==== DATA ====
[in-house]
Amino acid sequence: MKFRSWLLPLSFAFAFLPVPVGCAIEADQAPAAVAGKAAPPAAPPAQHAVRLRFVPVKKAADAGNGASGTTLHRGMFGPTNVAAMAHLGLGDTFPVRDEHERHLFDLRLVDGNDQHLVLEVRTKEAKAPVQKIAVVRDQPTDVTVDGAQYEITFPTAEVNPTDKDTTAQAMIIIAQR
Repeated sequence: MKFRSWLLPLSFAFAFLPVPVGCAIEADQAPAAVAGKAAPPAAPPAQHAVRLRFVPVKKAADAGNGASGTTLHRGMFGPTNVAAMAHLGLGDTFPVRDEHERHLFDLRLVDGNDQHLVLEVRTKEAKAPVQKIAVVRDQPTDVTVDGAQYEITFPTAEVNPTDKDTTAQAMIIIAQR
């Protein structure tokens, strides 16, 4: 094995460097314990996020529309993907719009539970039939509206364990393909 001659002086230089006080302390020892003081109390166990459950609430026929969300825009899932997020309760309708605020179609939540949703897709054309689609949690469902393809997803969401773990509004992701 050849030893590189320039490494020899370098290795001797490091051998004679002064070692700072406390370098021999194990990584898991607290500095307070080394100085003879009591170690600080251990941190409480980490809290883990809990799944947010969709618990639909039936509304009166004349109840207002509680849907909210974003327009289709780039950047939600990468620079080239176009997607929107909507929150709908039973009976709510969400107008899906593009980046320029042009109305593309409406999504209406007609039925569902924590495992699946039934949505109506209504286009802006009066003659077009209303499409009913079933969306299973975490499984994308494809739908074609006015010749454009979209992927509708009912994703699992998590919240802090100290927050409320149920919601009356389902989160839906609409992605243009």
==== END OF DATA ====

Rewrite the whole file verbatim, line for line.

[in-house]
Amino acid sequence: MKFRSWLLPLSFAFAFLPVPVGCAIEADQAPAAVAGKAAPPAAPPAQHAVRLRFVPVKKAADAGNGASGTTLHRGMFGPTNVAAMAHLGLGDTFPVRDEHERHLFDLRLVDGNDQHLVLEVRTKEAKAPVQKIAVVRDQPTDVTVDGAQYEITFPTAEVNPTDKDTTAQAMIIIAQR
Repeated sequence: MKFRSWLLPLSFAFAFLPVPVGCAIEADQAPAAVAGKAAPPAAPPAQHAVRLRFVPVKKAADAGNGASGTTLHRGMFGPTNVAAMAHLGLGDTFPVRDEHERHLFDLRLVDGNDQHLVLEVRTKEAKAPVQKIAVVRDQPTDVTVDGAQYEITFPTAEVNPTDKDTTAQAMIIIAQR
């Protein structure tokens, strides 16, 4: 094995460097314990996020529309993907719009539970039939509206364990393909 001659002086230089006080302390020892003081109390166990459950609430026929969300825009899932997020309760309708605020179609939540949703897709054309689609949690469902393809997803969401773990509004992701 050849030893590189320039490494020899370098290795001797490091051998004679002064070692700072406390370098021999194990990584898991607290500095307070080394100085003879009591170690600080251990941190409480980490809290883990809990799944947010969709618990639909039936509304009166004349109840207002509680849907909210974003327009289709780039950047939600990468620079080239176009997607929107909507929150709908039973009976709510969400107008899906593009980046320029042009109305593309409406999504209406007609039925569902924590495992699946039934949505109506209504286009802006009066003659077009209303499409009913079933969306299973975490499984994308494809739908074609006015010749454009979209992927509708009912994703699992998590919240802090100290927050409320149920919601009356389902989160839906609409992605243009």